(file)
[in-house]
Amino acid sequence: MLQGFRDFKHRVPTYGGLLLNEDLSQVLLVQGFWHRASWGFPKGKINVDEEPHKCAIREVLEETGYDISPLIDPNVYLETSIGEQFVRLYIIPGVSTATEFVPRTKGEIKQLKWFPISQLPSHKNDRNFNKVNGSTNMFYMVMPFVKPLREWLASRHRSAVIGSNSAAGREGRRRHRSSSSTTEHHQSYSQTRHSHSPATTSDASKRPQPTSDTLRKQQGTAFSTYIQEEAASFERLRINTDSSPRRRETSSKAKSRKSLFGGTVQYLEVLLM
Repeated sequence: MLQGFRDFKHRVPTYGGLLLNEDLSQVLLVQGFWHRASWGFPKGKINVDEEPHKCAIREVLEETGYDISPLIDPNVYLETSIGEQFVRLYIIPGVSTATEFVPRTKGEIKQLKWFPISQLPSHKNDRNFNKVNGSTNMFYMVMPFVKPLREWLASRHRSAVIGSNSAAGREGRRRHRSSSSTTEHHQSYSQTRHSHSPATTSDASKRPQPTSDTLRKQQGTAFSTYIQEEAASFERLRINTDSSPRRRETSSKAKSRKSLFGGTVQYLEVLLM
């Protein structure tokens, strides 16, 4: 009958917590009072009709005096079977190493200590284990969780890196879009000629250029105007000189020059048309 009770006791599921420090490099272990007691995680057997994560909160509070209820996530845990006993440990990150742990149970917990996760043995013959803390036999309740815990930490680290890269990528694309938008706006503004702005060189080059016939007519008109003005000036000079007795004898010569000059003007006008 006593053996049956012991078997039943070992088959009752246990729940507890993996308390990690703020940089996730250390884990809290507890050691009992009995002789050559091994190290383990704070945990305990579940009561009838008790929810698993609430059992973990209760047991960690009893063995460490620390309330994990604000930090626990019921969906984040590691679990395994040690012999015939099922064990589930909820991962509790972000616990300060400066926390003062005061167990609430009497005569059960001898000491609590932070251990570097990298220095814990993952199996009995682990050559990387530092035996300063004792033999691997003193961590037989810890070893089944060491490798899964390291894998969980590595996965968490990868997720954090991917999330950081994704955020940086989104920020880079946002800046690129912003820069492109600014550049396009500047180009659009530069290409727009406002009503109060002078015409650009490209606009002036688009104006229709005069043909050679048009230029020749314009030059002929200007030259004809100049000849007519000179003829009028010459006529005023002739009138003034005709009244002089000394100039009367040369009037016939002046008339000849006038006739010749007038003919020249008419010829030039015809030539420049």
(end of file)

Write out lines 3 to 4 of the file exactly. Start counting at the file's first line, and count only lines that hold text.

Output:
Repeated sequence: MLQGFRDFKHRVPTYGGLLLNEDLSQVLLVQGFWHRASWGFPKGKINVDEEPHKCAIREVLEETGYDISPLIDPNVYLETSIGEQFVRLYIIPGVSTATEFVPRTKGEIKQLKWFPISQLPSHKNDRNFNKVNGSTNMFYMVMPFVKPLREWLASRHRSAVIGSNSAAGREGRRRHRSSSSTTEHHQSYSQTRHSHSPATTSDASKRPQPTSDTLRKQQGTAFSTYIQEEAASFERLRINTDSSPRRRETSSKAKSRKSLFGGTVQYLEVLLM
């Protein structure tokens, strides 16, 4: 009958917590009072009709005096079977190493200590284990969780890196879009000629250029105007000189020059048309 009770006791599921420090490099272990007691995680057997994560909160509070209820996530845990006993440990990150742990149970917990996760043995013959803390036999309740815990930490680290890269990528694309938008706006503004702005060189080059016939007519008109003005000036000079007795004898010569000059003007006008 006593053996049956012991078997039943070992088959009752246990729940507890993996308390990690703020940089996730250390884990809290507890050691009992009995002789050559091994190290383990704070945990305990579940009561009838008790929810698993609430059992973990209760047991960690009893063995460490620390309330994990604000930090626990019921969906984040590691679990395994040690012999015939099922064990589930909820991962509790972000616990300060400066926390003062005061167990609430009497005569059960001898000491609590932070251990570097990298220095814990993952199996009995682990050559990387530092035996300063004792033999691997003193961590037989810890070893089944060491490798899964390291894998969980590595996965968490990868997720954090991917999330950081994704955020940086989104920020880079946002800046690129912003820069492109600014550049396009500047180009659009530069290409727009406002009503109060002078015409650009490209606009002036688009104006229709005069043909050679048009230029020749314009030059002929200007030259004809100049000849007519000179003829009028010459006529005023002739009138003034005709009244002089000394100039009367040369009037016939002046008339000849006038006739010749007038003919020249008419010829030039015809030539420049």